No, New Music Doesn't Suck

We talk about Led Zeppelin and Pink Floyd still today because they were Led Zeppelin and Pink Floyd, not because they existed in the past.
This post was published on the now-closed HuffPost Contributor platform. Contributors control their own work and posted freely to our site. If you need to flag this entry as abusive, send us an email.

It has been striking how many of the comments to some of my recent blogs about the continued deterioration of the traditional music business, other than the greed of the labels, concern the low quality of new music today. But it's simply not the case. This tired argument has been used by each succeeding generation after they pass through their primary music discovery years. Somehow, the music from the era they grew up in represented a special window of innovation and quality that will never be duplicated.

In the past 50 years, it's certainly true that there have been a handful of bands and artists whose originality, lyrics, and musicianship have provided us with timeless music that resonates with a wide range of ages. And among those artists, there are a small number of remarkable gems - what I like to call "100-Year Artists"- who like Gershwin, will be listened to forever. But these are few and far between, historical aberrations that emanated from the real world of contemporary music and transcended any era. We talk about Led Zeppelin and Pink Floyd still today because they were Led Zeppelin and Pink Floyd, not because they existed in the past.
2010-10-04-Tommy.jpg Tommy by The Who. Photo Credit: Wolfgang Wildner

It's easy to forget that the majority of music of every era and every genre was disposable. We forget that The Beatles flourished at the same time as Freddie and the Dreamers and Herman Hermits. Joplin and The Doors were released around the time of the Monkees and Tommy James. So many of the guilty pleasures of the 80's, like the Buggles and Flock of Seagulls, had little to do with real quality but were of a time, place, and mood. In each era, a few bands are truly great, but mostly the old disposable music is replaced by equally forgettable songs... no different than what is being produced by Idol today.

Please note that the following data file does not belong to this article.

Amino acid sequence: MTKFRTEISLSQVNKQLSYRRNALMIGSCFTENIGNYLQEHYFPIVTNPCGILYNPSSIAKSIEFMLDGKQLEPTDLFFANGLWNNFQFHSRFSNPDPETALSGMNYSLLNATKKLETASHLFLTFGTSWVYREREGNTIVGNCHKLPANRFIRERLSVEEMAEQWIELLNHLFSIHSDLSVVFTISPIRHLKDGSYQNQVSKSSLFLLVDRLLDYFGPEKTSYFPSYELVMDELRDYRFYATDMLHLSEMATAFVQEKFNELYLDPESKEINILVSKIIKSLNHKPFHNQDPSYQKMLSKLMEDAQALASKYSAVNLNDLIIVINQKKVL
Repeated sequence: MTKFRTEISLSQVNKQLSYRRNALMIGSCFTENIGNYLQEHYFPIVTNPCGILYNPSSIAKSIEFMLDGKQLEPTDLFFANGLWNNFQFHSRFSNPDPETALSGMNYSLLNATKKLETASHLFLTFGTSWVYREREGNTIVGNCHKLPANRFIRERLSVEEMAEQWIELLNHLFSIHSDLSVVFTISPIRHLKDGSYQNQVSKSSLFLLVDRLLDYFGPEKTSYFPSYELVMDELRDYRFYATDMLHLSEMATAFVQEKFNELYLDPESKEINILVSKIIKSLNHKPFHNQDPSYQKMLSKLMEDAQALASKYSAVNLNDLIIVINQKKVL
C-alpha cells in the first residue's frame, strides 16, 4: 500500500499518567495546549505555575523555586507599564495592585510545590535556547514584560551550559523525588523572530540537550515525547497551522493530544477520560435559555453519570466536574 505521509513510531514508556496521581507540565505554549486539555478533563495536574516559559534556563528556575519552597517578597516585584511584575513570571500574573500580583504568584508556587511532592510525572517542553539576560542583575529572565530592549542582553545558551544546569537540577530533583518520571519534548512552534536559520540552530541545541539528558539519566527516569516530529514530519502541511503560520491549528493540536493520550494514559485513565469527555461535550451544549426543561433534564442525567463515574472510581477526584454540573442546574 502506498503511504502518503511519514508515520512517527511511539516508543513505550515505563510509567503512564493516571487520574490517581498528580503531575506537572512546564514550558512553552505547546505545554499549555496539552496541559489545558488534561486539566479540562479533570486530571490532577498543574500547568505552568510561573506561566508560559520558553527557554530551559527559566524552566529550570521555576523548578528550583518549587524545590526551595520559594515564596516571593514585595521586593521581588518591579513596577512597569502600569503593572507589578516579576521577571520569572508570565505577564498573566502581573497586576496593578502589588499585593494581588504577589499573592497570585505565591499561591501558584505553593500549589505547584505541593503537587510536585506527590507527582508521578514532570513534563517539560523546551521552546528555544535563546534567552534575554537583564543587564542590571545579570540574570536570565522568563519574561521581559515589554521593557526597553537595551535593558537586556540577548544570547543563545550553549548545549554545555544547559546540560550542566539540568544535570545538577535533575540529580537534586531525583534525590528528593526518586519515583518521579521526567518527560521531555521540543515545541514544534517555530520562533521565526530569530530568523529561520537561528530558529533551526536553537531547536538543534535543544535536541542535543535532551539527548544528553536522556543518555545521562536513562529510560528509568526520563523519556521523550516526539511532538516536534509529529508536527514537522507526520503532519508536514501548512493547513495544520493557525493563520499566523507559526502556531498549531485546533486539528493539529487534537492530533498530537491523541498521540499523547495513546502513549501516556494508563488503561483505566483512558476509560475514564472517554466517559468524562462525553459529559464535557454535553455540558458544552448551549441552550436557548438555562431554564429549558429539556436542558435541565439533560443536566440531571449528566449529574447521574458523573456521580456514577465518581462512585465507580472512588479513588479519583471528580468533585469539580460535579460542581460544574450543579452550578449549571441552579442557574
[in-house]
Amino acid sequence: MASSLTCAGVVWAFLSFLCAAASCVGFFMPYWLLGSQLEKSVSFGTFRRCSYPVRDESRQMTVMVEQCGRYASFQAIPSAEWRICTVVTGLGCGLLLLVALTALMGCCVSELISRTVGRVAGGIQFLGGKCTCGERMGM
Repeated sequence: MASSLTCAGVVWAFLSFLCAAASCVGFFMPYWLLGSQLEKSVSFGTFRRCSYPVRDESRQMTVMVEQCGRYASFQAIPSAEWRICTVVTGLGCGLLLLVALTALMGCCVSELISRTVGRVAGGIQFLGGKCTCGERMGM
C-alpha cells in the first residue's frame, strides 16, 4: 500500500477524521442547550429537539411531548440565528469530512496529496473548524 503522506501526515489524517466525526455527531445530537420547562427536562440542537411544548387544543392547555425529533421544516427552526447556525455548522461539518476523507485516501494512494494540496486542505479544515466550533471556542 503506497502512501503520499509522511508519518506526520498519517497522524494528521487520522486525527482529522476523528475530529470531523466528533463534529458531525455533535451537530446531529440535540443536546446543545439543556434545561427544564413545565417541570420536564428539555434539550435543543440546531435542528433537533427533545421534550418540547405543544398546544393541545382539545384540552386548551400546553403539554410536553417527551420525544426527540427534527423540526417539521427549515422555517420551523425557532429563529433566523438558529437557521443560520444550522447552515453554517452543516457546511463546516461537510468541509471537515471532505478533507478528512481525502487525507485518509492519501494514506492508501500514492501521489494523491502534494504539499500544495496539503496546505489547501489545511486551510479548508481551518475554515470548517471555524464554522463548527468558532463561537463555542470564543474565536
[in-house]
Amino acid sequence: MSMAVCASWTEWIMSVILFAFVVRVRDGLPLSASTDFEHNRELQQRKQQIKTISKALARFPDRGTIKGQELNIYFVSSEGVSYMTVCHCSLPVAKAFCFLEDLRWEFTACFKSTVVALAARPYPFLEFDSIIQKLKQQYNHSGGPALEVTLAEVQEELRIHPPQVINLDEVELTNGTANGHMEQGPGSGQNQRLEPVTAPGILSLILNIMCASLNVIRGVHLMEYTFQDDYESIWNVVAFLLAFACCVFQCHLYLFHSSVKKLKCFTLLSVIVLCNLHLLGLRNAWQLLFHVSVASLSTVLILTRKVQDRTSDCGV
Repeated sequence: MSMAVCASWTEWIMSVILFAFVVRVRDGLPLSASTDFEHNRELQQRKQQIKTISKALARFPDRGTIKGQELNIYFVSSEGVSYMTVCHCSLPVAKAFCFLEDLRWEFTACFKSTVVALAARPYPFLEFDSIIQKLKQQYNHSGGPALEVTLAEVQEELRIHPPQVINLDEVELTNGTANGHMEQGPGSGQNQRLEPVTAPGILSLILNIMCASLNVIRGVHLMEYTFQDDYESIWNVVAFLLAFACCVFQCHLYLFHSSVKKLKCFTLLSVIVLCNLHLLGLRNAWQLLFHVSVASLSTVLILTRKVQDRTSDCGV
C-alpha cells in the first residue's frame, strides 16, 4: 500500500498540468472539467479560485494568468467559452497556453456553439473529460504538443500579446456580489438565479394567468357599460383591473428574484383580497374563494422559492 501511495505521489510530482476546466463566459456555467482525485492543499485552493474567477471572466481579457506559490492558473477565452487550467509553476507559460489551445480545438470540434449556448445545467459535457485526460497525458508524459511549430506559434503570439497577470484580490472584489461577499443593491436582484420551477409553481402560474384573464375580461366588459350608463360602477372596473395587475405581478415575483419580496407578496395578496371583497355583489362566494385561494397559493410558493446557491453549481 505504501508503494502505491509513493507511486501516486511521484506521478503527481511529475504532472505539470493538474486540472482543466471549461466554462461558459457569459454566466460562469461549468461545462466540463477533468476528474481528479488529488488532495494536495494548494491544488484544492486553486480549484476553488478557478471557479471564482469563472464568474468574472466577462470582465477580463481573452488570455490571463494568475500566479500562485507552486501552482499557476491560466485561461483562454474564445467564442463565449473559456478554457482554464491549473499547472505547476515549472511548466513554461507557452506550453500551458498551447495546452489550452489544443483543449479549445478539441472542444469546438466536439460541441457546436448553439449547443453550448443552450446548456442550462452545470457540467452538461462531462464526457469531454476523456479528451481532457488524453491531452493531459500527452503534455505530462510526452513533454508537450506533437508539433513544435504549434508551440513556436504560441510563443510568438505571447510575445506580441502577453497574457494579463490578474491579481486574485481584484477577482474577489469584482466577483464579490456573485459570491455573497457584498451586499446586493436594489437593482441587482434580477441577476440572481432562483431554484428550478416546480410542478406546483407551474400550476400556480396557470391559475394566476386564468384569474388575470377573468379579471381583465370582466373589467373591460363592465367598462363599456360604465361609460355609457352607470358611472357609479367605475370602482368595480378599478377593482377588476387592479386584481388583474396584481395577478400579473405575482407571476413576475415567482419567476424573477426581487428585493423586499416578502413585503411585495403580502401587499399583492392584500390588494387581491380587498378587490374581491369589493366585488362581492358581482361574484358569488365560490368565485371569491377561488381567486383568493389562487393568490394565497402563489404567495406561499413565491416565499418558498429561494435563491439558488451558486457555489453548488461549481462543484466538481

Was 1967-71 or 1991-94 a special time for music? Yes, absolutely. But to categorize the present-day meltdown of the music business as being based largely on a lack of quality new music is untrue. Just this past week Band of Horses, Muse and Jamey Johnson all played in LA. Regardless of your personal preference, they are all very good artists.

So, give listening to new music a bit more of your time. True, you may not find another Kinks, Talking Heads, Elvis Costello or Nirvana, but it's quite possible you'll discover a quality band like Fleet Foxes, Arcade Fire or many others worry of attention. If that sounds like too much work, it's fine to stick with your favorites, but don't dismiss a new artist just because they're not The Who.
2010-10-04-FleetFoxes.jpg Fleet Foxes. Photo Credit: MarshillOnline

The idea that today's music doesn't measure up may come at least partly from the diminished impact of the album - an unfortunate byproduct of the new delivery systems. The net result simply places us back in the 50's, where songs were all that mattered. Let's remember that for many artists who were not up to the artistic excellence required to compose a narrative piece of art like Blood on the Tracks, The Wall, or Tommy, it was just a collection of songs anyway.

This is not to say there aren't artists still making true albums today, but for the most part, music fans experience them differently. And the luxury for an artist (even major veteran bands) to go away for three years to record the ultimate album is no longer viable in an age when a song recorded last week can be released tomorrow. And why should it be? This new accelerated schedule can be turned into something creative on its own. Witness Kanye's announcement that he'll be releasing a new song each week until Christmas, which is a benefit to fans and the business at the same time.

If the quality of the music isn't the problem - maybe it's not putting in the time to really experience it. There is little investment of ourselves today: no purchase, no time, no effort needed to get to the exact song you want. Snap judgments come too easily. We love that streaming services, embedded playlists and blogs allow us to listen to the latest tracks on demand - and for free. Technology has given us the means to indulge ourselves in instant gratification. Consequently, we're often unwilling to spend the time or money to truly experience a new album or a new artist. And what gave many of the standout artists the time to develop and become great was the investment made by their fans (and labels) in supporting their evolution and allowing them to grow.

2010-10-04-ArtistsinTextShape.jpg Photo Credit: Jackknife Barlow

This is not to say music fans of the past were a more pure breed. Had they been able to easily skip through tracks to find their favorites, they would have done so... all the while listening to older generations say that new music was crap.

It's time we stop scapegoating the music itself. Look elsewhere for the cause of the traditional music business's problems. Let's not blame it on the new artists who also have something to say and want to entertain us. The changing fortune of the music business has benefited the music fan enormously. Bad music is nothing new, it was around "back then" too. However, never before has there been a chance to hear such a wide cross-section of new music so easily... and plenty of it doesn't suck.

Go To Homepage

Popular in the Community